April 25, 2007

Now they're everywhere, of course

108 common grackle
109 northern parula
(total on this date in 2006: 89)

APRIL 25, ROCK BRIDGE, cloudy, 65—Amazing. Incredible. Remarkable. I'm still shaking my head. No, not the beautiful parula, a kind of warbler. It took me almost four months to see a common grackle!

April 22, 2007

100th is a lark

99 cliff swallow
100 lark sparrow
101 lesser yellowlegs
102 pectoral sandpiper
103 semi-palmated plover
104 least sandpiper
105 barn swallow
106 spotted sandpiper
107 brown-headed cowbird
(total on this date in 2006: 89)

APRIL 22, EAGLE BLUFFS, partly cloudy, 75—Along the Missouri River a strong west wind blew all morning, buffeting the least sandpiper so much it looked like he might flip over. Most waterfowl moved to windward shores for protection. You can even see waves in a channel where a map turtle basked.

Small numbers (but a nice variety) of shorebirds worked the shallow pools and mud shores. I saw two dowitchers, whether long-billed or short-billed I couldn't tell. Like many near-identical species, voice is the key. But I'm taking my notes in for high-level consultations and may issue a report later.

My 100th bird last year came on May 9, this year on April 22. So I'm ahead, but I need to be considering last year I fell way short of 300. My next goal is to have well over 150 at the end of May, compared to 131 last year.

Bad imitation

96 Carolina chickadee
97 chimney swift
98 whip-poor-will
(total on this date in 2006: 89)

This morning I ran to my window after hearing a Carolina chickadee sing like an aging rocker attempting an old hit. Instead I saw a starling.

Half a minute later I heard the starling's inspiration
nearby: a textbook (songbook?) Carolina chickadee. I knew starlings were mimics, but didn't realize the extent.

If starlings weren't mimics, they probably wouldn't be in North America. Starlings were introduced in New York's Central Park in 1890 to honor their appearance in Shakespeare.
In Henry IV Hotspur thinks he could antagonize Mortimer using a starling's ability to imitate the human voice (Shakespeareans can use "starling" as a find command here).

The whip-poor-will cranked up right before dark. I hardly hear them these days, but as a kid a whip-poor-will was a permanent summer fixture in the woods behind our house.

April 18, 2007

Flowers powerless

94 Louisiana waterthrush
95 chipping sparrow
(total on this date in 2006: 89)

APRIL 18, THREE CREEKS, sunny, 60—Flowers on our weekly spring wildflower walk are in tough shape after a rollercoaster last month of weather. Shrubs and trees also look stressed. Fruit and nut harvests (wild and domestic) will suffer this year—how much, nobody knows.

In March the woods looked like April. Now April looks like March.

April 17, 2007

Why wake up early?

90 hermit thrush
91 ruby-crowned kinglet
92 eastern towhee
93 brown thrasher
(total on this date in 2006: 89)

APRIL 16, ROCK BRIDGE, sunny, 70—I'm lucky to have a bird spotter, Donna, who from time to time reports spring arrivals to me by cell phone. Today she'd seen a kinglet on the white connector trail at Rock Bridge Memorial State Park.

When I showed up a few hours later it was moving through cedars near a sinkhole pond a short distance from where Donna had described it. In a nearby mini-grove of persimmon trees a hermit thrush flicked its tail. Double bingo!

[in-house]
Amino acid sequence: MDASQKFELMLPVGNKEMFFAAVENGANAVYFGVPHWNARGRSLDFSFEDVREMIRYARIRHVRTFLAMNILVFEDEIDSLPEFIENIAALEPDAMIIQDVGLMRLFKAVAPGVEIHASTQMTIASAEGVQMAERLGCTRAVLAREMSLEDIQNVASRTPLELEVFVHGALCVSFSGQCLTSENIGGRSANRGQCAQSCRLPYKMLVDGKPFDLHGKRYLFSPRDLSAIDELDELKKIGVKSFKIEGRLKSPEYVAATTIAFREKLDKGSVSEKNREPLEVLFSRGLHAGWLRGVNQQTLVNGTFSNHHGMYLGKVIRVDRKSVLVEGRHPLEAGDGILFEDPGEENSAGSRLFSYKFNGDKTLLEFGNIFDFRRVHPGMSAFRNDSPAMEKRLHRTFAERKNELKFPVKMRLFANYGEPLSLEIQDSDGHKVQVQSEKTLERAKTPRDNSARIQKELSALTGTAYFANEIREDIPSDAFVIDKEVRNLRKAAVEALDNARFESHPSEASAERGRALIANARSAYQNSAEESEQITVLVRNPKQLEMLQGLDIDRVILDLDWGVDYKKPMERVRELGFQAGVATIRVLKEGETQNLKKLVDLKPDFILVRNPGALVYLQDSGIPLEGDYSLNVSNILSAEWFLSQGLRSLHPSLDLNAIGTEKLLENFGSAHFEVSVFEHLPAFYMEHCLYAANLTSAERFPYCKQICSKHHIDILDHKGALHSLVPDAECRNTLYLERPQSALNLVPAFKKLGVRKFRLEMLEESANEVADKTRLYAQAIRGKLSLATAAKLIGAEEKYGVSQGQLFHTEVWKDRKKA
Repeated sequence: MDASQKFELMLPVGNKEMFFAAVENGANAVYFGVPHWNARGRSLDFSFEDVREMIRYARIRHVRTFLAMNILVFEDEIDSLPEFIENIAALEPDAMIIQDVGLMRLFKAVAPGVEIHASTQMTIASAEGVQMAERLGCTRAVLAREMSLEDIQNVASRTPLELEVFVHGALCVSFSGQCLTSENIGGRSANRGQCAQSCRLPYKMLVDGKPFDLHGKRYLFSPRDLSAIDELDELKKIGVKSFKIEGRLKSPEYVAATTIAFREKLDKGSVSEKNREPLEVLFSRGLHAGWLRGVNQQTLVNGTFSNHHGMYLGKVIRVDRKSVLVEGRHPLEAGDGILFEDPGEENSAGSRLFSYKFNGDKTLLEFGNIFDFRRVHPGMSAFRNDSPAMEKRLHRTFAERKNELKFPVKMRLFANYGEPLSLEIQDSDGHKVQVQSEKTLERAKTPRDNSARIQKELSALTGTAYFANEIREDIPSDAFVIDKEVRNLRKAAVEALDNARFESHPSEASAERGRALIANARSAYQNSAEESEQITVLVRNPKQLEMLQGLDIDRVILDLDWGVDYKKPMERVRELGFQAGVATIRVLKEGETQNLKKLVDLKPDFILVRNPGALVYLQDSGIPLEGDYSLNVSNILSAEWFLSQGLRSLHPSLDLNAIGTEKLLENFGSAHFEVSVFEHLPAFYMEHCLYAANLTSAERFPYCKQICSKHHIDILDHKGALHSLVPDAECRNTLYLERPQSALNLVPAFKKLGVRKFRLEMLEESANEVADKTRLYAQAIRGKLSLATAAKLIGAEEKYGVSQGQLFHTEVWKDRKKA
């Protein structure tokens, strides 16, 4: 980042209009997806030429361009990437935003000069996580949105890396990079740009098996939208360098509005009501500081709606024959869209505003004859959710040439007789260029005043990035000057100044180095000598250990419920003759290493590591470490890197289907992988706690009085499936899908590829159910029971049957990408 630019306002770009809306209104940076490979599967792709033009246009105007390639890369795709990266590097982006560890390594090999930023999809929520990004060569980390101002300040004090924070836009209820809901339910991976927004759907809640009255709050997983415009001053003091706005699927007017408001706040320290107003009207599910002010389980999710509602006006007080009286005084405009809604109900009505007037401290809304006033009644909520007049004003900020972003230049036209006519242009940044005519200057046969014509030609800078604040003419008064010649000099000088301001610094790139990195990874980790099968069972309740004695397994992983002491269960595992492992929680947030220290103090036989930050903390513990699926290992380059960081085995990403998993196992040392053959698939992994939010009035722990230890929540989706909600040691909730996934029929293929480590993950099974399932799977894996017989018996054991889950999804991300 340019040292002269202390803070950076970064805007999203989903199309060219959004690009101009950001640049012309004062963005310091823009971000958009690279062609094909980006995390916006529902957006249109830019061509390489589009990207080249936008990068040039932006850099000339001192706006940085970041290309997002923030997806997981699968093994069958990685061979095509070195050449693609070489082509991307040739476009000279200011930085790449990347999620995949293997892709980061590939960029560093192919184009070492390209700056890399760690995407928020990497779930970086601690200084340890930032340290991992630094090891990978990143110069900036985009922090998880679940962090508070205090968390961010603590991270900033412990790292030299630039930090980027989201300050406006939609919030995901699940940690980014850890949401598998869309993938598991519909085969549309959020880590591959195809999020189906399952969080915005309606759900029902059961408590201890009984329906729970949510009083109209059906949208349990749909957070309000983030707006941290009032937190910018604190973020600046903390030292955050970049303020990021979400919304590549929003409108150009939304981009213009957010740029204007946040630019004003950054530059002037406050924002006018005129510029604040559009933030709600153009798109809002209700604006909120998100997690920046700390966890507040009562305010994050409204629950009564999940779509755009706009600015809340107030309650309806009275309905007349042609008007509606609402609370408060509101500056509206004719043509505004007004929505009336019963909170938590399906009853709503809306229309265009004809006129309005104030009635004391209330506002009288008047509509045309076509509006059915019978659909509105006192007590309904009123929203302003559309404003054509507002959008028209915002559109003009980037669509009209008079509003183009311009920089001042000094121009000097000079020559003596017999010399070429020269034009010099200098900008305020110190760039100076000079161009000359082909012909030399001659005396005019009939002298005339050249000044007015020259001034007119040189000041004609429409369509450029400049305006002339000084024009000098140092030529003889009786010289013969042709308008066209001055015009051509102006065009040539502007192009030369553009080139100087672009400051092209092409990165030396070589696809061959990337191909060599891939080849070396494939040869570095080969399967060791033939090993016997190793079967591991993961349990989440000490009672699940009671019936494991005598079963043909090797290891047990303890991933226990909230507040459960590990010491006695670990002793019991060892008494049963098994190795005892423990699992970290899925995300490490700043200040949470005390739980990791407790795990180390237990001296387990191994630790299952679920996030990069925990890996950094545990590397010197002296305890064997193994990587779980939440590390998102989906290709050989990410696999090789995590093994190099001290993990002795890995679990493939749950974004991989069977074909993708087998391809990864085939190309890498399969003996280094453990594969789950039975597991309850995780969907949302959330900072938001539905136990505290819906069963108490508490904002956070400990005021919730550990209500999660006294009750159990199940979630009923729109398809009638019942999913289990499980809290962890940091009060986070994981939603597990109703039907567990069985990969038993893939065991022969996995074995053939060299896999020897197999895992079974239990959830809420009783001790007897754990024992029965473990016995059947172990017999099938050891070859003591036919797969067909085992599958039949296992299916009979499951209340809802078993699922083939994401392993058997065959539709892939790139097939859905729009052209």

Before sunset I crossed the road to my favorite part of the park, High Ridge. The last 10 minutes before dark were full of sounds.

I flushed a barred owl deeper into the trees, where it looked down on me. Near a pond below the ridge a thrasher sang distinctively (multiple phrases, all repeated twice), though spring peepers were calling so loudly I could barely hear the thrasher. A turkey gobbled from the other side of the hill. Two Canada geese descended and plunged into the pond, just yards away.

Climbing back to the ridge, bats overhead in the darkening sky, I heard a deer snort. Six watched me, ran hard for 50 yards, then stopped and watched again until I disappeared from view.

April 09, 2007

Four-mammal day

86 greater yellowlegs
87 cinnamon teal
88 double-crested cormorant
89 dunlin
(total on this date in 2006: 84)

APRIL 9, EAGLE BLUFFS, cloudy, 50—Missouri waterfowl demographics are in flux. Eagle Bluffs is almost mallardless, a reversal from the hundreds to thousands that dominate the flooded fields in February and March.

An out-of-its-range cinnamon teal, reported by local birders, swam among a group of blue-winged teal (photos here). Blue- and green-winged teal, gadwall, and coot numbers are trending up, shovelers hold steady, and ring-necked ducks and pintails have mostly moved north.

But it's migrating shorebirds I most want to see. A small pockets of dunlins probed the mud and a single yellowlegs flew over, earlycomers for the season.

Deer are common here, but a muskrat, two beavers, and raccoon made four mammal sightings for the day. To make five we looked for an otter we'd seen at its den in March, with no luck.

April 01, 2007

Purple haze

84 field sparrow
85 blue-gray gnatcatcher
(total on this date in 2006: 76)

APRIL 1, GRINDSTONE PARK, sunny, 65—Any day with a blooming redbud tree is a good day. I'd never seen one until I moved to Missouri, but now it's my favorite sign of spring.

Tent caterpillars are active again, though the ones I saw were garrisoned in their shelter.

At a stream-field edge I saw a possible least flycatcher but couldn't be sure. Flycatchers in the Empidonax genus (empids, for short) can only be distinguished by voice and other clues. If you're feeling masochistic, have a go.

In the woods I often nibble on grass stalks, and I would've believed one was hallucinogenic if not for the photographic evidence above.